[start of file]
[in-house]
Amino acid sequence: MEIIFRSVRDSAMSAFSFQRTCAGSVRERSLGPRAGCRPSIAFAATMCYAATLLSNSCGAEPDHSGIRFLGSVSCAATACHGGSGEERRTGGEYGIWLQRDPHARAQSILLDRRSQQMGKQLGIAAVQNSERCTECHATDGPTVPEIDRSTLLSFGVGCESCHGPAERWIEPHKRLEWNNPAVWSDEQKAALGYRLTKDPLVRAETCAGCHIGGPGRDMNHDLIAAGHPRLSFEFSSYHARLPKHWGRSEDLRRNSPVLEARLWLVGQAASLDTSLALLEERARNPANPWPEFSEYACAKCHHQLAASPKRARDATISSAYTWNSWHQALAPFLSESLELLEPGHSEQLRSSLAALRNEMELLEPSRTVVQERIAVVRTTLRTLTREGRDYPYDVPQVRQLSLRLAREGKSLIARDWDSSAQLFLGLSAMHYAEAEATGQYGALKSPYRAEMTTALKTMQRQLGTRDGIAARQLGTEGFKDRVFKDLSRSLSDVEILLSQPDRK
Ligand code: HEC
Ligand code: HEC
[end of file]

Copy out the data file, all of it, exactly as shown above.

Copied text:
[in-house]
Amino acid sequence: MEIIFRSVRDSAMSAFSFQRTCAGSVRERSLGPRAGCRPSIAFAATMCYAATLLSNSCGAEPDHSGIRFLGSVSCAATACHGGSGEERRTGGEYGIWLQRDPHARAQSILLDRRSQQMGKQLGIAAVQNSERCTECHATDGPTVPEIDRSTLLSFGVGCESCHGPAERWIEPHKRLEWNNPAVWSDEQKAALGYRLTKDPLVRAETCAGCHIGGPGRDMNHDLIAAGHPRLSFEFSSYHARLPKHWGRSEDLRRNSPVLEARLWLVGQAASLDTSLALLEERARNPANPWPEFSEYACAKCHHQLAASPKRARDATISSAYTWNSWHQALAPFLSESLELLEPGHSEQLRSSLAALRNEMELLEPSRTVVQERIAVVRTTLRTLTREGRDYPYDVPQVRQLSLRLAREGKSLIARDWDSSAQLFLGLSAMHYAEAEATGQYGALKSPYRAEMTTALKTMQRQLGTRDGIAARQLGTEGFKDRVFKDLSRSLSDVEILLSQPDRK
Ligand code: HEC
Ligand code: HEC